The Flight of 1862
The Flight of 1862

September 5, 1862.

“In this ascent six pigeons were taken up. One was thrown out at the height of three miles, when it extended its wings and dropped like a piece of paper ; the second, at four miles, flew vigorously round and round, apparently taking a dip each time ; a third was thrown out between four and five miles, and it fell downwards as a stone.”

- Henry Tracey Coxwell

The pigeons were dropped at regular intervals to determine the effects of altitude on living creatures. The two scientists aboard the hot air balloon nearly died as they surpassed 35,000 feet.

Albert III
Albert III

September 16, 1949. Three miles above the White Sands Missile Range, Albert III was killed in an explosion due to a fuel leak. A total of six macaque monkeys were killed in the “Albert” missions due to suffocation, explosion, or impact after parachute failures.

Zero Gravity Trials
Zero Gravity Trials

May 21, 1952

Two macaque monkeys and two mice were launched 36 miles above the Earth. Scientists placed the mice in a transparent rotating drum to record their reactions on camera. One mouse was given a shelf to stabilize itself on and the other was given nothing. The mouse given a shelf quickly oriented itself and remained calm. While its counterpart was unable to orient itself, it quickly calmed down and suffered no harm.

Dr. David Simons concluded, “ a little G can go a long way in supplying helpful orientation”.

The Sixth Hour
The Sixth Hour

November 3, 1957

The first creature to orbit the Earth was an eleven-pound dog taken from the streets of Moscow. Laika was sent on a one way trip learn about the effects of solar radiation over the course of a week. Unfortunately, seven hours into the flight, her vitals read that she had died due to stress and overheating.

“We did not learn enough from the mission to justify the death of the dog.”

- Oleg Gazenko

Felicette
Felicette

October 18, 1963.

The early French space missions revolved around cat test subjects implanted with electrodes on the brain. Scientists studied the effects of zero gravity on the body and mental functions.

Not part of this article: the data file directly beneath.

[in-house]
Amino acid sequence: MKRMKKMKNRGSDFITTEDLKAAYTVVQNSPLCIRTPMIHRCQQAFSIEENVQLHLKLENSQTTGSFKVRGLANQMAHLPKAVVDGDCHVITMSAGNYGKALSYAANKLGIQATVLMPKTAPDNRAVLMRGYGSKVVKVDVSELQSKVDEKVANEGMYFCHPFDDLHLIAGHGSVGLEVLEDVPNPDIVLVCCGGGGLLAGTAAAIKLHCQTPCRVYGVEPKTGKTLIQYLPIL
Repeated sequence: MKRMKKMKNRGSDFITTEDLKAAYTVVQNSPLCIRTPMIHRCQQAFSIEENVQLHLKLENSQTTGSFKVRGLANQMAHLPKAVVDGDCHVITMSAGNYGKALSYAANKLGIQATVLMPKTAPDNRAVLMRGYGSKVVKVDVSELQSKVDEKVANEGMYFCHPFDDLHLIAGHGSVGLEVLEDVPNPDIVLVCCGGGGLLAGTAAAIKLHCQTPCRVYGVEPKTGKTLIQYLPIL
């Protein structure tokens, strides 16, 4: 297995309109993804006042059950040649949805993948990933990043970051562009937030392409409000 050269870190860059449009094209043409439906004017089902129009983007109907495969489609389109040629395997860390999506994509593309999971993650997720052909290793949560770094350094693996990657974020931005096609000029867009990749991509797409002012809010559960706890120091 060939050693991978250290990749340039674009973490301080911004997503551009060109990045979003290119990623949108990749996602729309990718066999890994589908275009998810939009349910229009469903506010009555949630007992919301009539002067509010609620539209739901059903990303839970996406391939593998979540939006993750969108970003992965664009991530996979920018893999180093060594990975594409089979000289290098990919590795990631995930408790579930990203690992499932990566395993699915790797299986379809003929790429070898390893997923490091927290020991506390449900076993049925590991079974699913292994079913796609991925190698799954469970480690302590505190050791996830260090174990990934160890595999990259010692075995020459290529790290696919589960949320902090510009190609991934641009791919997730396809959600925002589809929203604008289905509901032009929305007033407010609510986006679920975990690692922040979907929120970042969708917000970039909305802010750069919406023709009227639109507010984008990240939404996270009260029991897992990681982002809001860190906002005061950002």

The Flight of 1862
Albert III
Zero Gravity Trials
The Sixth Hour
Felicette
The Flight of 1862

September 5, 1862.

“In this ascent six pigeons were taken up. One was thrown out at the height of three miles, when it extended its wings and dropped like a piece of paper ; the second, at four miles, flew vigorously round and round, apparently taking a dip each time ; a third was thrown out between four and five miles, and it fell downwards as a stone.”

- Henry Tracey Coxwell

The pigeons were dropped at regular intervals to determine the effects of altitude on living creatures. The two scientists aboard the hot air balloon nearly died as they surpassed 35,000 feet.

Albert III

September 16, 1949. Three miles above the White Sands Missile Range, Albert III was killed in an explosion due to a fuel leak. A total of six macaque monkeys were killed in the “Albert” missions due to suffocation, explosion, or impact after parachute failures.

Zero Gravity Trials

May 21, 1952

Two macaque monkeys and two mice were launched 36 miles above the Earth. Scientists placed the mice in a transparent rotating drum to record their reactions on camera. One mouse was given a shelf to stabilize itself on and the other was given nothing. The mouse given a shelf quickly oriented itself and remained calm. While its counterpart was unable to orient itself, it quickly calmed down and suffered no harm.

Dr. David Simons concluded, “ a little G can go a long way in supplying helpful orientation”.

The Sixth Hour

November 3, 1957

The first creature to orbit the Earth was an eleven-pound dog taken from the streets of Moscow. Laika was sent on a one way trip learn about the effects of solar radiation over the course of a week. Unfortunately, seven hours into the flight, her vitals read that she had died due to stress and overheating.

“We did not learn enough from the mission to justify the death of the dog.”

- Oleg Gazenko

Felicette

October 18, 1963.

The early French space missions revolved around cat test subjects implanted with electrodes on the brain. Scientists studied the effects of zero gravity on the body and mental functions.

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